Building on its foothold in South Korea, Italian luxury fashion house Gucci recently opened GUCCI GAOK, its second flagship store in Seoul. Located in Seoul’s vibrant and eclectic Itaewon neighborhood, the new location celebrates the district’s diverse heritage and ties to inclusivity.
Designed by renowned Korean artist and sculptor Seungmo Park, the exterior features a giant unique multi-layered steel façade dubbed “Hwan” (Illusion), demonstrating a dark forest which is meant to explore an interplay of light and shadow that symbolically reflects on the boundaries between what is real and “the illusion of nature”.
Drawing from the Korean word “gaok”, named after the South Korean traditional house, features a phenomenal modern design with a hint of the country’s ancient architecture. The interior reflects Gucci’s Creative Director Alessandro Michele’s vision of the brand while reflecting the hectic and innovative spirit of the Itaewon district, combining a vibrant Pop Art soul with elegant and contemporary eclecticism.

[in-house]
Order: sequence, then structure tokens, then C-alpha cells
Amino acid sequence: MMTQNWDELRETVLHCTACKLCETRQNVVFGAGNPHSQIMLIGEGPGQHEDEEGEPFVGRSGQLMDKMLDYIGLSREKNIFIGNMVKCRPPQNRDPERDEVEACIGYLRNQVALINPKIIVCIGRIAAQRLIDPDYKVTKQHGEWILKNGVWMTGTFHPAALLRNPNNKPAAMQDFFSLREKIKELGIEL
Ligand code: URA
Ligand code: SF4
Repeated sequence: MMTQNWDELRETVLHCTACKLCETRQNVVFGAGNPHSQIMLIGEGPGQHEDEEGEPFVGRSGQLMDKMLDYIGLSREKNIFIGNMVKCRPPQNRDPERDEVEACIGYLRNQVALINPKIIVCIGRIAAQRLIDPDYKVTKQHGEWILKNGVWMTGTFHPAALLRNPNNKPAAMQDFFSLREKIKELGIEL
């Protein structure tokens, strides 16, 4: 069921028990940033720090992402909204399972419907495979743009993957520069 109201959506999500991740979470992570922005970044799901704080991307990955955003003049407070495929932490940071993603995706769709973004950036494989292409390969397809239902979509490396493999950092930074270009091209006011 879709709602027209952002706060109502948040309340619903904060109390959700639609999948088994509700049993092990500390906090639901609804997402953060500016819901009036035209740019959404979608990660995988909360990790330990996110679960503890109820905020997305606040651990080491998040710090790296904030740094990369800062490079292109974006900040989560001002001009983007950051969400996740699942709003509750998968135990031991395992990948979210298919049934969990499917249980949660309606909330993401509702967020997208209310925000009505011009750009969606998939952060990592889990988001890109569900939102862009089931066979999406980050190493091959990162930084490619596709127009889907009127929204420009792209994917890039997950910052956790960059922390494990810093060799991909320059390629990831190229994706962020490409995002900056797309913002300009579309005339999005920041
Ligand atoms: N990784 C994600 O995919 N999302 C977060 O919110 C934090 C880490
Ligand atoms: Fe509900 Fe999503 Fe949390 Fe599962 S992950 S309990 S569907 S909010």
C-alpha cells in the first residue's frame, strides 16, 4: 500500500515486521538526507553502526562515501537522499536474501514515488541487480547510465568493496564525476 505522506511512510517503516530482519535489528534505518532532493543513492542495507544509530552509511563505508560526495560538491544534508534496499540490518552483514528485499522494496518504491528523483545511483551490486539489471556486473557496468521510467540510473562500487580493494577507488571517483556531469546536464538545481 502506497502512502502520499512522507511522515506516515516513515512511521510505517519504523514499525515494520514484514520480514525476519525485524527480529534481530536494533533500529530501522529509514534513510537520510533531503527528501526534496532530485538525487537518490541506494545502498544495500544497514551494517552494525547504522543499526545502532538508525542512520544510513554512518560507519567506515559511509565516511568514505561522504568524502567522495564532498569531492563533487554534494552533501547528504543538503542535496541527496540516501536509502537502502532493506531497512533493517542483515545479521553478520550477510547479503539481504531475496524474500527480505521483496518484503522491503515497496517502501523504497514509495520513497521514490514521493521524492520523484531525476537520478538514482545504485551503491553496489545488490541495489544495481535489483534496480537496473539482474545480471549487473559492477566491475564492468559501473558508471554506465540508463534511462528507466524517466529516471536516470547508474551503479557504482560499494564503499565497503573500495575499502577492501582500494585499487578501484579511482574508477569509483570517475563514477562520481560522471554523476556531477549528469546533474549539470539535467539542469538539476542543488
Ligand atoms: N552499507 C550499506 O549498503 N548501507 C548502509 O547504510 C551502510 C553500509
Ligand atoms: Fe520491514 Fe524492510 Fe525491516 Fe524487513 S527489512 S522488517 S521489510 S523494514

It’s estimated Gucci generated more than US $880 million in South Korea last year despite the pandemic. Marking the launch of GUCCI GAOK, the house has released a special film starring its Global Brand Ambassador Kai and other Korean Celebrities such as Jay Park, Sunmi and Seungwon Cha.
Retail designers are increasingly being tasked with developing retail environments that reward those who do make it off the sofa and into stores. Our role is to provide experiences that are different to those available in the digital realm. We help retailers and brands tap into the minds of their target group and connect with customers on a human level, ultimately giving them a sense of ownership in the brand. One strategy is designing uniquely localized stores that reflect the area and its community, rather than the traditional and generic store format that has been replicated in thousands of locations.
It’s inspiring when a world renowned fashion house with 100 years of history such as Gucci continues to innovate. They hired a local architect that clearly understands and respects Korean architecture and the district’s diverse heritage, enabling them to transform the shopping experience into an event that stimulates the senses and immerses consumers in the world of the brand through a local lens.